Understanding Varieties Of Kayaks

Since the 1970s when the first roto-moulded kayaks were introduced there has been an explosion of styles and designs to suit every purpose and every need imaginable.

The main categories available are white-water or river, sea, surf, racing and recreational. In some regions a kayak is also referred to as a canoe however there are three distinct areas where a canoe differs from a kayak. They are more flat bottomed, do not have a cockpit and are typically paddled with a single blade from kneeling position or from slightly elevated seats.


Generally these types of boats are small and trade off speed for stability and are also highly maneuverable. They include short stubbed kayaks for weir play.

Normally designed for single paddlers and encompassing the recreational element of kayakers for sedate river journeys.


Sea kayaks are often long with a thin beam and designed to paddle on open water by one or two paddlers. They have plenty of storage facilities for any kayak accessories.

Sit on top

The sit on top is gaining considerable popularity in recent years. The hull is sealed making it unsinkable. They have scupper holes around the cockpit area to allow for water to drain away. The sit on top makes an ideal fishing boat as typically the beam of the sit on top is wide lending to the boats stability and allowing the fisherman or diver to exit and re-enter the boat easily.


This is generally a smaller craft with a lot of rocker to the bow. They are made from a variety of plastics ranging from very tough to fragile. Surf kayaks are rated in two classes, high performance and international class with the later being at least three meters long. Derivatives of the surf kayak are the wave ski or the surf ski and certain sit on top kayaks. They generally have no space for any kayak accessories and are also designed for recreational surf play much similar to traditional surfboarding.


There are two types of wooden kayak, stitch & glue and strip built. Stitch and glue are made from marine grade plywood and copper wire. Once the frame has been built the copper wire is removed and the boat is covered with fiberglass to fortify the boat and provide a waterproof seal.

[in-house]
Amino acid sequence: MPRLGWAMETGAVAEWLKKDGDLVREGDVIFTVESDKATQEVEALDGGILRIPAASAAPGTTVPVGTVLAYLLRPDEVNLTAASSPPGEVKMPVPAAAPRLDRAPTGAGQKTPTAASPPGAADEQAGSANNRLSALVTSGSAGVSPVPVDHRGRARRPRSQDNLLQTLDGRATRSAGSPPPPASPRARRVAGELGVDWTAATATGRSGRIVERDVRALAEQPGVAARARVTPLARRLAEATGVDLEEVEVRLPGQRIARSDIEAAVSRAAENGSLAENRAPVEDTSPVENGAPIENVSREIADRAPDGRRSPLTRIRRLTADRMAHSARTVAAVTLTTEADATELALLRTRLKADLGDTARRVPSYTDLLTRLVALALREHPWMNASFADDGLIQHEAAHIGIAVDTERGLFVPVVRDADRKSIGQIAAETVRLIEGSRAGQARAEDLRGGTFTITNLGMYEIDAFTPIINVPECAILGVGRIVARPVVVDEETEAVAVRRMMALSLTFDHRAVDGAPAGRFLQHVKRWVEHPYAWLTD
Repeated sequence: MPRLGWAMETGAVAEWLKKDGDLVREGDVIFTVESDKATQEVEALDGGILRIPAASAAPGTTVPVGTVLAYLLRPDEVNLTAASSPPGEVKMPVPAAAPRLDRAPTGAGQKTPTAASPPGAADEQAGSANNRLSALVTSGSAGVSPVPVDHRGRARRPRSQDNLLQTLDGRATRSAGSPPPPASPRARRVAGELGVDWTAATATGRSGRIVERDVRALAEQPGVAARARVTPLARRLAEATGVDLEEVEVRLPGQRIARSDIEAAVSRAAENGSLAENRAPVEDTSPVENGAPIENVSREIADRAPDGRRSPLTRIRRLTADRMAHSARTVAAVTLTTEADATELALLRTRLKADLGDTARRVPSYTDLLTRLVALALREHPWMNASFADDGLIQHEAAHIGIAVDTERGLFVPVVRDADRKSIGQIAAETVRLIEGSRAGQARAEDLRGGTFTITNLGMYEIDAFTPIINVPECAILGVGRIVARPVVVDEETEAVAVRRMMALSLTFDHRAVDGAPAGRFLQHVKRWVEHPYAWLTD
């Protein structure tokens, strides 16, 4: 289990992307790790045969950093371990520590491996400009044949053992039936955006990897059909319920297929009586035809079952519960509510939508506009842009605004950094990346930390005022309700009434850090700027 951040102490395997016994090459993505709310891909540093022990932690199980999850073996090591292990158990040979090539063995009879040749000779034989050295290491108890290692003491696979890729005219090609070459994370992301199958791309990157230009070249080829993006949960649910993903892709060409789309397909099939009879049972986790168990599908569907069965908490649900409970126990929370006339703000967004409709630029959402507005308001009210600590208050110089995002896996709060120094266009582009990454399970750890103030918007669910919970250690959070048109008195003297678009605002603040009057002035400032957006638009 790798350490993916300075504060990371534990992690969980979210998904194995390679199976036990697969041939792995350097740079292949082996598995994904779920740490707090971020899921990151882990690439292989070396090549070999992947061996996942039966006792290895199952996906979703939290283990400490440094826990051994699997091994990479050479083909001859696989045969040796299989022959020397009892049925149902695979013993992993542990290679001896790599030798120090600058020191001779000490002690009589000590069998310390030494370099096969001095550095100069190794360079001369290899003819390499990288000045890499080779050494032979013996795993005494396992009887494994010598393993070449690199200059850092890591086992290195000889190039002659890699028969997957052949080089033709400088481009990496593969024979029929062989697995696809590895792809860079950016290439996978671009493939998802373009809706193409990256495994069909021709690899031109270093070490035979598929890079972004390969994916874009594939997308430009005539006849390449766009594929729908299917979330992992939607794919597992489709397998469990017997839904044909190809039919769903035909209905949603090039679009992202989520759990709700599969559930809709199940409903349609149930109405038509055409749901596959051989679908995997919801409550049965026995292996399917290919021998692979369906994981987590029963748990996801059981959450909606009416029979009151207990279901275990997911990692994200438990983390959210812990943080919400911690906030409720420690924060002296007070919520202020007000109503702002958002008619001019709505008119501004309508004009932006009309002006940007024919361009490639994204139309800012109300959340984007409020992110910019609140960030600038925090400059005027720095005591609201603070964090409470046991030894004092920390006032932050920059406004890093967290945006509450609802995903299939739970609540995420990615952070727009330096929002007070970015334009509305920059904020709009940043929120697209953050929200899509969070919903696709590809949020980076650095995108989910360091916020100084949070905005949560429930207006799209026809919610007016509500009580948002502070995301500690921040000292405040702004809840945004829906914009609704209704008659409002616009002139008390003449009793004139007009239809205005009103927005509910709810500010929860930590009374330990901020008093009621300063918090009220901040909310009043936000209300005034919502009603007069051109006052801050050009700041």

Strip built wooden kayaks are built using pine, redwood and cedar. They are considerably harder to build than their stitch & glue counterparts and as such can be expensive to buy off the shelf.


Inflatable sales have increased considerably in recent years as they make excellent entry level kayaks. An inflatable can easily be transported and stored. A good inflatable should not be confused with cheap blow up toys available from most department stores. An inflatable kayak is easily pumped up manually in a matter of minutes. It is best suited for river journeys and calm seas. Typically an inflatable kayak will not perform as well as a traditional plastic kayak. They are made from toughened PVC and sometimes come with a canvas or polyester jacket to protect the boat from splits and punctures. Normally designed for recreational purposes most inflatable kayaks have plenty of storage for any kayak accessories.


The fishing kayak has also gained in popularity resulting in many designs being altered and modified to suit this expanding sport. You can buy it with a twin hull or outrigger which increases stability allowing the fisherman to stand while fishing. A fishing kayak will quite often resemble a sit on top kayak.


Professional kayaks for racing purposes in the Olympic Games and world championships are designed for specifically for flat water racing. They are classed the K1, K2 and K4 representing the amount of paddlers respectively. They are extremely lightweight, unstable and expensive but they are, very fast.